Jason Pockrandt tells the story of how he lost his father at 17.
We all make choices in our lives both big and small that lead us to places where at times we must fall. The one way to get up is to get back on our feet and understand the life lesson that was right under our seat. I understand all of you are here today because of life choices that you made with information you had at the time. We can only know that which we know. It may have been a day that altered your life direction forever. Good or bad is how you frame the outcome and the lessons learned from your experience. I am here to provide you with an opportunity to choose today to create another day that will shift your direction. Allow me to share with you a short story about three days and four choices that transformed my entire perspective on who I was and the life I was living.
First off, I have to help you understand that I watched my mother and father struggle in life in a lot of areas. My mother would work night after night and do everything she could to work hard and support the family. My dad also struggled while working hard and more often than I liked to see with addiction. The balance to keep the family together and stop everyone from fighting was one of the hardest things I feel my mother ever had to go through. Until it got to the point where mom just couldn’t take it anymore. The straw had finally broken the camels back. After years of being in love since they were high school sweethearts, mom was exhausted. She couldn’t handle the fighting and the day that he came after me was the day mom said NO! It’s time for us to go. She packed our bags and that was that.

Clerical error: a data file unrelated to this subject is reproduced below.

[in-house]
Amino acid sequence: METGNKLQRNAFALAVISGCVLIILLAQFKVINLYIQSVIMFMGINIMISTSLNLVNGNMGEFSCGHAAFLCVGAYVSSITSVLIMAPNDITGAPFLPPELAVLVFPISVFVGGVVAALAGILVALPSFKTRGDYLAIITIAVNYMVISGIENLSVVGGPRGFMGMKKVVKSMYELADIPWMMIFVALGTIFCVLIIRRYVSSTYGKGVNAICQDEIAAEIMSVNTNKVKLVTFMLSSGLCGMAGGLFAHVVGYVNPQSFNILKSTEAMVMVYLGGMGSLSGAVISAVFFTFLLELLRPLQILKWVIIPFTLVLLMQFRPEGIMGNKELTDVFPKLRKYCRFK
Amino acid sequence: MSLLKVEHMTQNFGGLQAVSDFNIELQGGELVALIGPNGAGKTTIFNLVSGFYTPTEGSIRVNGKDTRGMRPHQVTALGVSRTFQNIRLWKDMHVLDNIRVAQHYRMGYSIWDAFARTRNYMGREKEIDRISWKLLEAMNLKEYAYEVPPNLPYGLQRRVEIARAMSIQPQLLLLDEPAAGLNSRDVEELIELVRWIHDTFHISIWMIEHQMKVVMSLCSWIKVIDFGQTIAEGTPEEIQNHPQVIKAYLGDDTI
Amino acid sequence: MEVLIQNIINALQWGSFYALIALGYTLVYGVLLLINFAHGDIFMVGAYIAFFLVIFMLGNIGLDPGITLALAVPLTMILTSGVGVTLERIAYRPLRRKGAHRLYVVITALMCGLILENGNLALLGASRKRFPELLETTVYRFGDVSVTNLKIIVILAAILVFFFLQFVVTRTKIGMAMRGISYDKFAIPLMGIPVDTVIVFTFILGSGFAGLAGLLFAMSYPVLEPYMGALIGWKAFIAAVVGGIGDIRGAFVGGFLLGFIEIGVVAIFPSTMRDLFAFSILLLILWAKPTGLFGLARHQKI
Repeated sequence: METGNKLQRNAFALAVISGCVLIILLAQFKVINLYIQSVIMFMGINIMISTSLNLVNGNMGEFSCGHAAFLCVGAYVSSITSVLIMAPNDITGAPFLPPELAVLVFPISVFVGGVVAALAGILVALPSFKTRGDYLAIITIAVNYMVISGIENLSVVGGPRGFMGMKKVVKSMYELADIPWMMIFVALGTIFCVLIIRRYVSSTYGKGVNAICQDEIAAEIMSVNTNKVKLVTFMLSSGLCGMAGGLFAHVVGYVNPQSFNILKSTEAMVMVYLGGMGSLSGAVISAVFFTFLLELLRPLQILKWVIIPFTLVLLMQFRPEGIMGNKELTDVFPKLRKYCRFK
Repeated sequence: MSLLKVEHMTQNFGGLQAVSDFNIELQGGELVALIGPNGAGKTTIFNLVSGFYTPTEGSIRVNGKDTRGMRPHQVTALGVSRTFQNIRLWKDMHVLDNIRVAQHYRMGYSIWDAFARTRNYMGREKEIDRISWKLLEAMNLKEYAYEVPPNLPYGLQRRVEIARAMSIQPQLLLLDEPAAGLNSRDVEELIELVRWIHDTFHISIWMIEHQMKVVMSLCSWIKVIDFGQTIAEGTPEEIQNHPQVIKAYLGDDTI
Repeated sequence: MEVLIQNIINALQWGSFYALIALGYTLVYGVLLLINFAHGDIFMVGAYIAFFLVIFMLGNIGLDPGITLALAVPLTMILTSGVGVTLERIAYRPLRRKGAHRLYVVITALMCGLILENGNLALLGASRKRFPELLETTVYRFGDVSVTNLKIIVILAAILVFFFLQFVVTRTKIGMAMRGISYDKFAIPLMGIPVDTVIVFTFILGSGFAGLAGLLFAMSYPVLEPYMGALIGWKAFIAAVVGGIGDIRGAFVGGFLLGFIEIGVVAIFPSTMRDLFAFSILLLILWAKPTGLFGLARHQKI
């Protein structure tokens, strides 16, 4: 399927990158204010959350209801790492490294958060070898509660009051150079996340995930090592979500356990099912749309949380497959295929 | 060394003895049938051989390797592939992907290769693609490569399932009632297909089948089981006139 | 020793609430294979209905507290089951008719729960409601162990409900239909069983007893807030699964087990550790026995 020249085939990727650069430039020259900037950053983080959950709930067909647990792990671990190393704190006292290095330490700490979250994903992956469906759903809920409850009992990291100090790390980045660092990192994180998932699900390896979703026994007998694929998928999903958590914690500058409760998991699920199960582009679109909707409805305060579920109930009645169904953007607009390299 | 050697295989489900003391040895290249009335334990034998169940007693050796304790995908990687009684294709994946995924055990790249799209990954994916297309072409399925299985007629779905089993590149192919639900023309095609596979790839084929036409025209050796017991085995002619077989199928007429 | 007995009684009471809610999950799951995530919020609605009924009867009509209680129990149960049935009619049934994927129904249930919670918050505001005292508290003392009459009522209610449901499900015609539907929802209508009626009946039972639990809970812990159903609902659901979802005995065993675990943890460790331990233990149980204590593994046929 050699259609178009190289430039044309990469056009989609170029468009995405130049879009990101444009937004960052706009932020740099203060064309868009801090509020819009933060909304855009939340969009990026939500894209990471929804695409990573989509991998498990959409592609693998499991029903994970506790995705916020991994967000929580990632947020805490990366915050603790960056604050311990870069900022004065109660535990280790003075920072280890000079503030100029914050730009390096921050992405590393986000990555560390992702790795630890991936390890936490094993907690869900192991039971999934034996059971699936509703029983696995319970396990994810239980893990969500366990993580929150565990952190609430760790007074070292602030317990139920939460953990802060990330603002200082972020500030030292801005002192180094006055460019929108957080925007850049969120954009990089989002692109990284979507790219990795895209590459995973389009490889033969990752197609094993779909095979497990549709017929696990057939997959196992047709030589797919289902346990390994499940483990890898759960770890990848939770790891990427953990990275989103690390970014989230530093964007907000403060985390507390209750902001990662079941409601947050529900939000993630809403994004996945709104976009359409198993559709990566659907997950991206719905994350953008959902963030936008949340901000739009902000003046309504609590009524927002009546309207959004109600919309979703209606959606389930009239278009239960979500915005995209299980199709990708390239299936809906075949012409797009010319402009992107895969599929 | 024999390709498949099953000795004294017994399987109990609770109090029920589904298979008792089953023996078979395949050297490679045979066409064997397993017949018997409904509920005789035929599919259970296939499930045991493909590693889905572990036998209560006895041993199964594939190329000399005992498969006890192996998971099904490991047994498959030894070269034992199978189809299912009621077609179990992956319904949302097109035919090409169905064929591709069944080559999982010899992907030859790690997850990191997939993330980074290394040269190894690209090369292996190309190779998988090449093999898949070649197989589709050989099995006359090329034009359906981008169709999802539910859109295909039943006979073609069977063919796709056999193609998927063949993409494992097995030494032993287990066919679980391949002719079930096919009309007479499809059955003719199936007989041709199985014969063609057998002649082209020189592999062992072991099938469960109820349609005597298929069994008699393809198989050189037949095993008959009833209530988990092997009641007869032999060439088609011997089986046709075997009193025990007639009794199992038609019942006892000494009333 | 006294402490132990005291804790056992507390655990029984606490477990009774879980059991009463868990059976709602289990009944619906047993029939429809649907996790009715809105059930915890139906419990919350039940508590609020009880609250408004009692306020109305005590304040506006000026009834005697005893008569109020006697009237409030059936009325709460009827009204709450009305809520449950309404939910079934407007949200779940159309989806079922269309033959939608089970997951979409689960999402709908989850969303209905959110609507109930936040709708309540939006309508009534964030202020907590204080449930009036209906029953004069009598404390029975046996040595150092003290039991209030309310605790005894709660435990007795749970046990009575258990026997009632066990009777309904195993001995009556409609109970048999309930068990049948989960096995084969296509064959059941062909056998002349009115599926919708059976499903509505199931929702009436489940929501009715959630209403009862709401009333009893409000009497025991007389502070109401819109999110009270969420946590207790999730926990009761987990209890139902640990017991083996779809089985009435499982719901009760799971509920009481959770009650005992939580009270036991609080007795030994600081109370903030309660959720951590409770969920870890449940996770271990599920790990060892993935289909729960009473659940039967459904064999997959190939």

Day one. We left on a Wednesday. The papers were signed and the day would soon be here. I was going to lose my family. Mom and Dad were getting a divorce and we were on our way to Grandma’s. I was 17. I packed up my car and I was the last one to leave that day. I will always remember watching dad stand on the porch with tears in his eyes looking at his oldest son and he only had one question.
“Promise you will come see me Jason?” Dad asked.
Before I drove away, I made a choice, I looked at my father with a smile on my face as I held back the tears not to let him see his boy crying. I said to him, “Of course dad. I promise I’ll come back and see you.” After that all was left were the taillights in his vision and the man who raised me for 17 years left behind, alone on the porch, crying as he waved goodbye. Little did I know those would be the last words I ever spoke to my father. I couldn’t imagine he would be gone so quickly.
Day two. It’s Thursday and I wanted to make sure that Dad knew more than anything his little boy kept his word. He was my Fox Bear. He was the rock. He was the only man I could look up to. I went back to the house to see Dad. I rolled up and put the car in park. I approached the steps slowly with a strange sense of unfamiliarity. This wasn’t home anymore. Mom wasn’t here. I was going to “visit” dad. This was a feeling I didn’t like much. I made my way into the house slowly. There he was sitting in his favorite blue lazy boy recliner where he loved to relax. He wasn’t awake. Asleep again I thought. He was always sleeping. I checked the fridge to see what I could drink. When I went back I could see it on his face.
I was pissed. upset, disappointed. He wasn’t sleeping. He was passed out once more from the drugs. How could he do this to us? To himself? I didn’t care to ask. I didn’t want to deal with that pain at the time. I couldn’t face him again and try to understand his slurred words. I couldn’t attempt to make sense of what Dad was saying through the man who was controlling him. That wasn’t the dad I knew and loved.
How will he know I was here? Should I leave a note, wake him up? No. Forget about it Jason. Just leave. Come back tomorrow. He’ll be fine.
As quickly as I walked in that Thursday I walked back out. I couldn’t face that pain again. Not in that moment. In that moment I made a choice. I left.